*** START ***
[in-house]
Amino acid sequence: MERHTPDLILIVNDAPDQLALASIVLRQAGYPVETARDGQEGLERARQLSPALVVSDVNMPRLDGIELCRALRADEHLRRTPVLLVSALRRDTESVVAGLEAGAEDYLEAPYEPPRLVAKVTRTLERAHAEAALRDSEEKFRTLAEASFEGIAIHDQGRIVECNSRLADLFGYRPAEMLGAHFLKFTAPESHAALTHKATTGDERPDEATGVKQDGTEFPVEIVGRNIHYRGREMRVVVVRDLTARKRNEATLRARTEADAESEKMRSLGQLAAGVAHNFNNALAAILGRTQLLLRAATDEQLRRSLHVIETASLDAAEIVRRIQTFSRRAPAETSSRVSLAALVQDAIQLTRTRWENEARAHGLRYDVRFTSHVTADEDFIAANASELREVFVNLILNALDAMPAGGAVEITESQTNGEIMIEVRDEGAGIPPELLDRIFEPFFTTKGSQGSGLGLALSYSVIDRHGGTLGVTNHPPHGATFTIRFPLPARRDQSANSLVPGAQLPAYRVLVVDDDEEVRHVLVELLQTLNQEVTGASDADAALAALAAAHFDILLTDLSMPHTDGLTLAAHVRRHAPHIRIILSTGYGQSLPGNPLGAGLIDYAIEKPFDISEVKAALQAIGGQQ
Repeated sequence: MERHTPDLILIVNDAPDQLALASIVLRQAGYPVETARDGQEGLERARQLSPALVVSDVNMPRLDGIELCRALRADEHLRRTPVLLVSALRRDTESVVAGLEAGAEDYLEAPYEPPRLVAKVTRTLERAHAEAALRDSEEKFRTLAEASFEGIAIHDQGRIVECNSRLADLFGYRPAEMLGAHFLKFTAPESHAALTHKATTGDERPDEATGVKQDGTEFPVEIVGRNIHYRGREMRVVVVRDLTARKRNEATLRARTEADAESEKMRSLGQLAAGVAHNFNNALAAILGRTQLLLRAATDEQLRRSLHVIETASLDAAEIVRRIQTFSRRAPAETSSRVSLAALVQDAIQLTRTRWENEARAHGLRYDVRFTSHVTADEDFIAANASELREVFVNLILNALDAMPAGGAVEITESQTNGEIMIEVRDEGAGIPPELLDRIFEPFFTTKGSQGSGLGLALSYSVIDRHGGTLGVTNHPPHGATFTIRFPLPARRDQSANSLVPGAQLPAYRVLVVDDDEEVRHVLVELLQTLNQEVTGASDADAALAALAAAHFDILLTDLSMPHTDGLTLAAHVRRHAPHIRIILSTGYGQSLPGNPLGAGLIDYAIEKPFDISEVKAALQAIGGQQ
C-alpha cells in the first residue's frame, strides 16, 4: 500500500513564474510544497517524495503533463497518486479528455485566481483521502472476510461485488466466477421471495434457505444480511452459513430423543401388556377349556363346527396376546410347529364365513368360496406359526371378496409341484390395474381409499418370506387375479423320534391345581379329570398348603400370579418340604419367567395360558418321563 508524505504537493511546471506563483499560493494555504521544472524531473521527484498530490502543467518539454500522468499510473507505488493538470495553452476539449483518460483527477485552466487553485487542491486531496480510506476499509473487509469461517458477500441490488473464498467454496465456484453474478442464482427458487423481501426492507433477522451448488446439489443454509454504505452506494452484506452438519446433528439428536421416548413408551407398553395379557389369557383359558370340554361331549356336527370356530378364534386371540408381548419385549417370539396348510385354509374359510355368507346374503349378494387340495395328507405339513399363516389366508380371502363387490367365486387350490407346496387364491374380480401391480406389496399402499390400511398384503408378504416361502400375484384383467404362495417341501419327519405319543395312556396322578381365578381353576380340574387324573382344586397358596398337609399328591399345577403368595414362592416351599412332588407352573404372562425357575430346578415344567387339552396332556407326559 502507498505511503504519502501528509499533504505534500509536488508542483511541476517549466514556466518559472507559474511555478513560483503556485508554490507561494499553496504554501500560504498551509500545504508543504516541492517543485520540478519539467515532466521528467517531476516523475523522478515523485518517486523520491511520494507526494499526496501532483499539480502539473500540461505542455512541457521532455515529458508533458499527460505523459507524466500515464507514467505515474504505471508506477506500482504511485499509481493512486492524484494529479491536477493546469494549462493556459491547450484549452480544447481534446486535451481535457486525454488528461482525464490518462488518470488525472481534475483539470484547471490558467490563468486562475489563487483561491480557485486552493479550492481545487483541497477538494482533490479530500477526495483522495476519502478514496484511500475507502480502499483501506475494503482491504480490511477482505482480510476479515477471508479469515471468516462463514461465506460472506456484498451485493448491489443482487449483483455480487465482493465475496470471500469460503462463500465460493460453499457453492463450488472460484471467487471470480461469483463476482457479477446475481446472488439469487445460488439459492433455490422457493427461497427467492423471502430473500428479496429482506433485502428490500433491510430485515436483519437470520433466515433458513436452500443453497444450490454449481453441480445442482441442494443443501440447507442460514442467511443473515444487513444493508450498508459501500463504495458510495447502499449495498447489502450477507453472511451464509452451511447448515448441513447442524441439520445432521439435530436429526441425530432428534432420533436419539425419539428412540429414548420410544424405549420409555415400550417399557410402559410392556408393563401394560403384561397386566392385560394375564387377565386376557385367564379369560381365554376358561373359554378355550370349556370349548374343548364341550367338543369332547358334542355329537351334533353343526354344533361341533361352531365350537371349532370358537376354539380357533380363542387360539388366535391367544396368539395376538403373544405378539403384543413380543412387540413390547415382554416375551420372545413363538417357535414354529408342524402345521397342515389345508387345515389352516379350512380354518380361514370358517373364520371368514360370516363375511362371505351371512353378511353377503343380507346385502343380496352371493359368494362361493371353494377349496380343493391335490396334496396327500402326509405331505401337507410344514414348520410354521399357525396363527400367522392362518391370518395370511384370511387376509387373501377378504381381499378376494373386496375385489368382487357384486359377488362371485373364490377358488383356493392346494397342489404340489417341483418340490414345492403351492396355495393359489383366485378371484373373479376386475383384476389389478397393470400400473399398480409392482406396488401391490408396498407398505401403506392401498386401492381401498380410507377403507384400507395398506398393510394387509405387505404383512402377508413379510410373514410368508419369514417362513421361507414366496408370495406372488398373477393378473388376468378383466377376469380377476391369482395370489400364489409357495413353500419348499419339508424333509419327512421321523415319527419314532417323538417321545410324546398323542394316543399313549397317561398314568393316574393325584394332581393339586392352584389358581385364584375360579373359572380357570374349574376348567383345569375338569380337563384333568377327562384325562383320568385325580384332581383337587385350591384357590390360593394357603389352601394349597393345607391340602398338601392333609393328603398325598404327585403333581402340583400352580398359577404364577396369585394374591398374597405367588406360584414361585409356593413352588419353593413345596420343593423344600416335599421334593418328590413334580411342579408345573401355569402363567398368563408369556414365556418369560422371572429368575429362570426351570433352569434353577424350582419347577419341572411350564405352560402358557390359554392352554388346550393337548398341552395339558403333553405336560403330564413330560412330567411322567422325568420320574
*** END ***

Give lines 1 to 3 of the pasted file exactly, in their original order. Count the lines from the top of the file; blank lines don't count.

[in-house]
Amino acid sequence: MERHTPDLILIVNDAPDQLALASIVLRQAGYPVETARDGQEGLERARQLSPALVVSDVNMPRLDGIELCRALRADEHLRRTPVLLVSALRRDTESVVAGLEAGAEDYLEAPYEPPRLVAKVTRTLERAHAEAALRDSEEKFRTLAEASFEGIAIHDQGRIVECNSRLADLFGYRPAEMLGAHFLKFTAPESHAALTHKATTGDERPDEATGVKQDGTEFPVEIVGRNIHYRGREMRVVVVRDLTARKRNEATLRARTEADAESEKMRSLGQLAAGVAHNFNNALAAILGRTQLLLRAATDEQLRRSLHVIETASLDAAEIVRRIQTFSRRAPAETSSRVSLAALVQDAIQLTRTRWENEARAHGLRYDVRFTSHVTADEDFIAANASELREVFVNLILNALDAMPAGGAVEITESQTNGEIMIEVRDEGAGIPPELLDRIFEPFFTTKGSQGSGLGLALSYSVIDRHGGTLGVTNHPPHGATFTIRFPLPARRDQSANSLVPGAQLPAYRVLVVDDDEEVRHVLVELLQTLNQEVTGASDADAALAALAAAHFDILLTDLSMPHTDGLTLAAHVRRHAPHIRIILSTGYGQSLPGNPLGAGLIDYAIEKPFDISEVKAALQAIGGQQ
Repeated sequence: MERHTPDLILIVNDAPDQLALASIVLRQAGYPVETARDGQEGLERARQLSPALVVSDVNMPRLDGIELCRALRADEHLRRTPVLLVSALRRDTESVVAGLEAGAEDYLEAPYEPPRLVAKVTRTLERAHAEAALRDSEEKFRTLAEASFEGIAIHDQGRIVECNSRLADLFGYRPAEMLGAHFLKFTAPESHAALTHKATTGDERPDEATGVKQDGTEFPVEIVGRNIHYRGREMRVVVVRDLTARKRNEATLRARTEADAESEKMRSLGQLAAGVAHNFNNALAAILGRTQLLLRAATDEQLRRSLHVIETASLDAAEIVRRIQTFSRRAPAETSSRVSLAALVQDAIQLTRTRWENEARAHGLRYDVRFTSHVTADEDFIAANASELREVFVNLILNALDAMPAGGAVEITESQTNGEIMIEVRDEGAGIPPELLDRIFEPFFTTKGSQGSGLGLALSYSVIDRHGGTLGVTNHPPHGATFTIRFPLPARRDQSANSLVPGAQLPAYRVLVVDDDEEVRHVLVELLQTLNQEVTGASDADAALAALAAAHFDILLTDLSMPHTDGLTLAAHVRRHAPHIRIILSTGYGQSLPGNPLGAGLIDYAIEKPFDISEVKAALQAIGGQQ